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melikesclocks
09-10-2009, 11:06 PM
I just picked this one up, just got it set up, but wanted to get some preliminary info.

The serial, as best as I can tell is 2418051. There is an oval piece of metal obscuring the upper half of the numbers. The ends of the arbors holding the weights come through the back plate and into this oval piece of metal.

The other markings are P112 and DRP No. 171658 (I was reading the numbers backwards). I'm in between computers now, so all I had was my phone to take the crummy pictures. I hope to take some better photos of the movement in the next couple of days.

Any info is welcome.

Thanks


Eric

John Hubby
09-11-2009, 12:40 AM
Eric, thanks for posting. I will look forward to seeing more and better photos, especially of the movement back plate, gong mount bracket, and other details. Do recheck the serial number and the patent number. I think the patent number will be DRP 171659, since 171658 has nothing to do with clocks. The serial number appears to be too high for the clock also to be stamped with DRP 171659, which was a GB patent for silent strike mechanism. That patent expired in 1919, and the serial number you show would date the clock to 1922.

melikesclocks
09-11-2009, 08:22 AM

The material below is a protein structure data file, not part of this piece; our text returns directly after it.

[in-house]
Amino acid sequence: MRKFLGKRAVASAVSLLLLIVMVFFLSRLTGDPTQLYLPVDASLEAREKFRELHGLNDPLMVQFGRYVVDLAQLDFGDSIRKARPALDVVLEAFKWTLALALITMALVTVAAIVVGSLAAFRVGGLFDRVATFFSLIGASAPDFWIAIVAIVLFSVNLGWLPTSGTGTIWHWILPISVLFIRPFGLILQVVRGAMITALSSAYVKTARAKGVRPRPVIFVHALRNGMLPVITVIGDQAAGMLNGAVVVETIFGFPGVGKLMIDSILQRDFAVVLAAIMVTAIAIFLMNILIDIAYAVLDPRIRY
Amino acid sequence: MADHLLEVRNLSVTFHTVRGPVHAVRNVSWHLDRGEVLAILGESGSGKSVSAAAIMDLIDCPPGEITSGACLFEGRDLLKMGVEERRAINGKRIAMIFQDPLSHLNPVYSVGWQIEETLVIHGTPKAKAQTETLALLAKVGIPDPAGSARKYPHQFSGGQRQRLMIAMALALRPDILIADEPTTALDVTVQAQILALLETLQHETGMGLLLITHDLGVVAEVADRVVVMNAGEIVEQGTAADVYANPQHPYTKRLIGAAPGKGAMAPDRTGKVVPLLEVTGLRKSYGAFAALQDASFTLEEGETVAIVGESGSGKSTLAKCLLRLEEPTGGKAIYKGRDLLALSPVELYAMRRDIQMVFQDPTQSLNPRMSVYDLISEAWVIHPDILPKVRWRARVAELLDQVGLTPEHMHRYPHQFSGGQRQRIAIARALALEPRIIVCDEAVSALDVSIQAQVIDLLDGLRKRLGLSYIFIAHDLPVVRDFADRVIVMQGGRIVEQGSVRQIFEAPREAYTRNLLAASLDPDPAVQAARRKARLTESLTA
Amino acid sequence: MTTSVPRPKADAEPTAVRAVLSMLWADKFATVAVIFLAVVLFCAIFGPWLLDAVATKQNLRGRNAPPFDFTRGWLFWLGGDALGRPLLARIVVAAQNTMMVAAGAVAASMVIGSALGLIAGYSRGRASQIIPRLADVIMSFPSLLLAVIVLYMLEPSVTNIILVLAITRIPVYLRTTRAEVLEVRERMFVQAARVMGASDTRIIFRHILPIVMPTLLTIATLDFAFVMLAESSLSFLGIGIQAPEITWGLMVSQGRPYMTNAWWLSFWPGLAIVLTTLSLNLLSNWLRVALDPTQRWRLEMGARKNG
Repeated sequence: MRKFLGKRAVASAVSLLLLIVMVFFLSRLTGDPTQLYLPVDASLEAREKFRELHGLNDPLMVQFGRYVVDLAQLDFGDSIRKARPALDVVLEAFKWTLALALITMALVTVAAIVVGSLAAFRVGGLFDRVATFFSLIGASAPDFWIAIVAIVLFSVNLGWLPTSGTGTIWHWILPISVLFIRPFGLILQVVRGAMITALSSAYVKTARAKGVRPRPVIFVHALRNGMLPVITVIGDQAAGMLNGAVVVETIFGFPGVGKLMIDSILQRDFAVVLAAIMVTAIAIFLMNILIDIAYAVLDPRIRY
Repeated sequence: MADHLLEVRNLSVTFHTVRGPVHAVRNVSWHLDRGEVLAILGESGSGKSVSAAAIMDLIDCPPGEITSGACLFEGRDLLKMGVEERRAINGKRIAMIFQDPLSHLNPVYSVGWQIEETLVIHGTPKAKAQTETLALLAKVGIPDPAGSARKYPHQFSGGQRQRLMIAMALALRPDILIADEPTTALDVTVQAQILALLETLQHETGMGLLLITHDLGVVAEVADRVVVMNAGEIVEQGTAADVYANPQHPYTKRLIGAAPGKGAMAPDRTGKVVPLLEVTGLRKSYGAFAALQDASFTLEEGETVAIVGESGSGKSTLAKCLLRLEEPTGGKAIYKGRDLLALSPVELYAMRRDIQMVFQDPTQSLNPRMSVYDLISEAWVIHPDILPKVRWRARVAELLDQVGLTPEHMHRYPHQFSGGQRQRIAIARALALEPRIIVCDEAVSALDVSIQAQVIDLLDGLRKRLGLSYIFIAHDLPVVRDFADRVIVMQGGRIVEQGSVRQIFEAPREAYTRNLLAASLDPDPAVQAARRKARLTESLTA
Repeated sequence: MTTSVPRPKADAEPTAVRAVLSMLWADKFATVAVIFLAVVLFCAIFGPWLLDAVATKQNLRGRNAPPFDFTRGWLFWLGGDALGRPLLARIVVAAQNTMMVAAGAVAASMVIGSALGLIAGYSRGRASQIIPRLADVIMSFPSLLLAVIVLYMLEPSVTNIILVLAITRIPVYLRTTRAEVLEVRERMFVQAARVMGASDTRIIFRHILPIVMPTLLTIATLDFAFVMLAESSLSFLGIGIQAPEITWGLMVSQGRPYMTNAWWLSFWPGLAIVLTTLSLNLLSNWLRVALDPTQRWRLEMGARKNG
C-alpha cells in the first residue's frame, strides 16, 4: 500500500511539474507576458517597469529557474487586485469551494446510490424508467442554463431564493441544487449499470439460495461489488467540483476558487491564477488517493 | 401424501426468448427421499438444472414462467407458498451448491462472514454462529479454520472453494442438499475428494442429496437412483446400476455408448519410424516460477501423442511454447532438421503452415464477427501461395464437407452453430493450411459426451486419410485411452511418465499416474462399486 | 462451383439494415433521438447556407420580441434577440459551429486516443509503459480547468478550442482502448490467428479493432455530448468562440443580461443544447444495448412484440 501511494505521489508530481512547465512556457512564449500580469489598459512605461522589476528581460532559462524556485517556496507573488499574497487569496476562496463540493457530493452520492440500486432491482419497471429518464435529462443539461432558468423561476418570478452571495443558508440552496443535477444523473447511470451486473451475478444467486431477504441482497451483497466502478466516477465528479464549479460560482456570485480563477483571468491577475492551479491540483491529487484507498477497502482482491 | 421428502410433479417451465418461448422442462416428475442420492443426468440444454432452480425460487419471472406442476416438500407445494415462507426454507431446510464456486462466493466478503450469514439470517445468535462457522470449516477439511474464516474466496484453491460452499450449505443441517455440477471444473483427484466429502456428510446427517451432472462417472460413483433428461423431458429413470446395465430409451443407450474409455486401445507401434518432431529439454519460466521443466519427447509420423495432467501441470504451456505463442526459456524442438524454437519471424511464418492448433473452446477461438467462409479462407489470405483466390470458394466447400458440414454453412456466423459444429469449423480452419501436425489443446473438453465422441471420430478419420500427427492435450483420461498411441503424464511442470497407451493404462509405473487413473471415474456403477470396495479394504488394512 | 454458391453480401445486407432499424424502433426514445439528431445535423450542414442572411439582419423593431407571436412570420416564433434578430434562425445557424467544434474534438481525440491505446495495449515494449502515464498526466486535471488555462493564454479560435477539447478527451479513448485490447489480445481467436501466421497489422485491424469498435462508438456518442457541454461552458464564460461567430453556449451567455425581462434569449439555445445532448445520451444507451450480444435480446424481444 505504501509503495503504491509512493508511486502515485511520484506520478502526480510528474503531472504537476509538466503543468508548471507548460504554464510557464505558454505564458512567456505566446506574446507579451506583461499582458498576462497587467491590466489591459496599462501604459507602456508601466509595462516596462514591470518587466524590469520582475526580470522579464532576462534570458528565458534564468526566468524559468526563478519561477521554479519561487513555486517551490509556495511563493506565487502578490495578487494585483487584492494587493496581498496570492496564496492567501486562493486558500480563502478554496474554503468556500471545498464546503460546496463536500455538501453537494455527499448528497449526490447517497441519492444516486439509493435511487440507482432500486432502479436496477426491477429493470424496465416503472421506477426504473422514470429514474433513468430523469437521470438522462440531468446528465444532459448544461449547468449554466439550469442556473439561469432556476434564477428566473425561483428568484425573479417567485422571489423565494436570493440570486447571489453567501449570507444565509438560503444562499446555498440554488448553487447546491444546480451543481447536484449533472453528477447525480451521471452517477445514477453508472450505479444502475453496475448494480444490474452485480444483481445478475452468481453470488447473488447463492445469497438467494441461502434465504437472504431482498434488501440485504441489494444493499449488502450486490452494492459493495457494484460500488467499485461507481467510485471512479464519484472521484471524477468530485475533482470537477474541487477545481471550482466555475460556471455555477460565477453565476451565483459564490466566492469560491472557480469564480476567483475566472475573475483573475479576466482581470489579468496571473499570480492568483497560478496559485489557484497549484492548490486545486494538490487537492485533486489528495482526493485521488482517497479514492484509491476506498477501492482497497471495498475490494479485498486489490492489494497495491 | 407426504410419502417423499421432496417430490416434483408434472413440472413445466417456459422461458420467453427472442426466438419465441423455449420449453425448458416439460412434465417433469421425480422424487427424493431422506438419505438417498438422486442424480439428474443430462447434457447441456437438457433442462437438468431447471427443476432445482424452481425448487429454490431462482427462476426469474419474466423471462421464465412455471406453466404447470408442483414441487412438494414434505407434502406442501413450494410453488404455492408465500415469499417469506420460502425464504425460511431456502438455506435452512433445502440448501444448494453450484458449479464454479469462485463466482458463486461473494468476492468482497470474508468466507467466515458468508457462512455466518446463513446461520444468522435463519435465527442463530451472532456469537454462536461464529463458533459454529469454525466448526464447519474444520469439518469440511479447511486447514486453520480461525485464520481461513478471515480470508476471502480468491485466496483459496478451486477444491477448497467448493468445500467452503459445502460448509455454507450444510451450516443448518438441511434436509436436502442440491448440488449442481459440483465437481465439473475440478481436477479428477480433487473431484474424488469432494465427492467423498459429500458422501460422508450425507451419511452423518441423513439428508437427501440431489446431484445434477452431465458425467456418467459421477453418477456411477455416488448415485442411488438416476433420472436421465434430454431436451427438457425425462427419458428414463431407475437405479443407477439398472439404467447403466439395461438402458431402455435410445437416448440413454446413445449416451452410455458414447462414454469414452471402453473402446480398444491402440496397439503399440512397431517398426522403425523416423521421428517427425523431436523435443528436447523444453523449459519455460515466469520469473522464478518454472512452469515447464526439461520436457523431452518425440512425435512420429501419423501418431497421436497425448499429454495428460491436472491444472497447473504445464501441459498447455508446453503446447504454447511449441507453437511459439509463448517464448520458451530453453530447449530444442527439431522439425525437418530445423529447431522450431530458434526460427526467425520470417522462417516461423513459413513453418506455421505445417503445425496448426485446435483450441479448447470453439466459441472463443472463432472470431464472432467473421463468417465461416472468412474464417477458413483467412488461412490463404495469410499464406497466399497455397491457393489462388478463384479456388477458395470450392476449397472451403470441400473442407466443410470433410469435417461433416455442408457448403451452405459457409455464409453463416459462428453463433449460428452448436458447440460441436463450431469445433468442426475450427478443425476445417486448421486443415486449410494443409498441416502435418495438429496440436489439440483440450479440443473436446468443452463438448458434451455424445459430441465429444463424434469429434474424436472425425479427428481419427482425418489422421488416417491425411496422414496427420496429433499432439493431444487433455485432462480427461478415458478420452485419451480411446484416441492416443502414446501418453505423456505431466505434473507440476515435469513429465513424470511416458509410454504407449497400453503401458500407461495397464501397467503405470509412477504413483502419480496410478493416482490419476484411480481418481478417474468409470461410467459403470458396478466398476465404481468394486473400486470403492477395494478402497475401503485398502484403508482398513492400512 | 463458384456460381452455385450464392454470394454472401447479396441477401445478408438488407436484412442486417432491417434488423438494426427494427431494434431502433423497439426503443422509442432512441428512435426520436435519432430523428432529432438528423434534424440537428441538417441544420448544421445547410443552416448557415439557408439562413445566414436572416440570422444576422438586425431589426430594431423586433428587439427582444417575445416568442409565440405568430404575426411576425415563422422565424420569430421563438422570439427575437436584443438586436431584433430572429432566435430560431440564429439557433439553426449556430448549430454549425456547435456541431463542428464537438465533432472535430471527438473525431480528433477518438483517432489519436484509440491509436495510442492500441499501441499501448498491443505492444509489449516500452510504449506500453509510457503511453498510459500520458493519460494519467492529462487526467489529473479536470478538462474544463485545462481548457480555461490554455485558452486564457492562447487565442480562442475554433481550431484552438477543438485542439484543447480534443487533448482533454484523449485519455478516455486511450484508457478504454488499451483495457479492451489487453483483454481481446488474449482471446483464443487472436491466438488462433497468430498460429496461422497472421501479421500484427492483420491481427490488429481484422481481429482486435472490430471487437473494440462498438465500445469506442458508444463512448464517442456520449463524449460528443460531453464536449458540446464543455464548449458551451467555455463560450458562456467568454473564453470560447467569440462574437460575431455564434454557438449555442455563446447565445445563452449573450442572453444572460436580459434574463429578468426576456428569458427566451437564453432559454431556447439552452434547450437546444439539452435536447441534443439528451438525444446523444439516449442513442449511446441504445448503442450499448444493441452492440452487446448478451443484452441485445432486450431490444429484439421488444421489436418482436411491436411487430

Hi John,

I was able to get some "better" pictures today. You're right, the DRP# is 171659.

I confirmed the serial number is 2416051. Hopefully you can see it in the pictures. The only thing that looks off to me about this clock is that the chime block might not be original. It has 5 rods, but one of them is out of line with the others. There are also what look like to be holes on the right side of the block. However, the clock does strike nicely, with bim-bam (bim on 2 hammers, bam on 3). It's a big clock, standing just over 7 feet tall.

Eric

melikesclocks
09-11-2009, 02:29 PM
I also thought of another question after looking at some other Gustav Becker GF clocks. It looks as though my clock is dated to 1922-23...what style would you consider the case/face? Would 1922 be too late for arts & crafts style..or was is starting to transition out. I've seen the same style of hands on clocks dating to the early teens, and they have been called Art Nouveau style.

Also, do you think the GB factory had some older backplates with the DRP number laying around after the patent expired...and decided to use them anyway?

Thanks, and looking forward to any insight you can bring.

Eric

John Hubby
09-11-2009, 11:14 PM
Eric, thanks very much for the additional photos, helps a lot! Here is what I've been able to confirm with the info shown:


Based on the serial number the clock was made in early 1922. The DRP had expired in July 1919, so it would not be completely logical that it would still be on this clock. However, considering the very difficult economic times during and just after WWI it could be quite possible that GB had extra movement plates with the DRP stamp already there that they used until they were gone. Also, I have very few tall case clocks in my data from 1914 to 1923, indicating there may not have been all that many made in those years.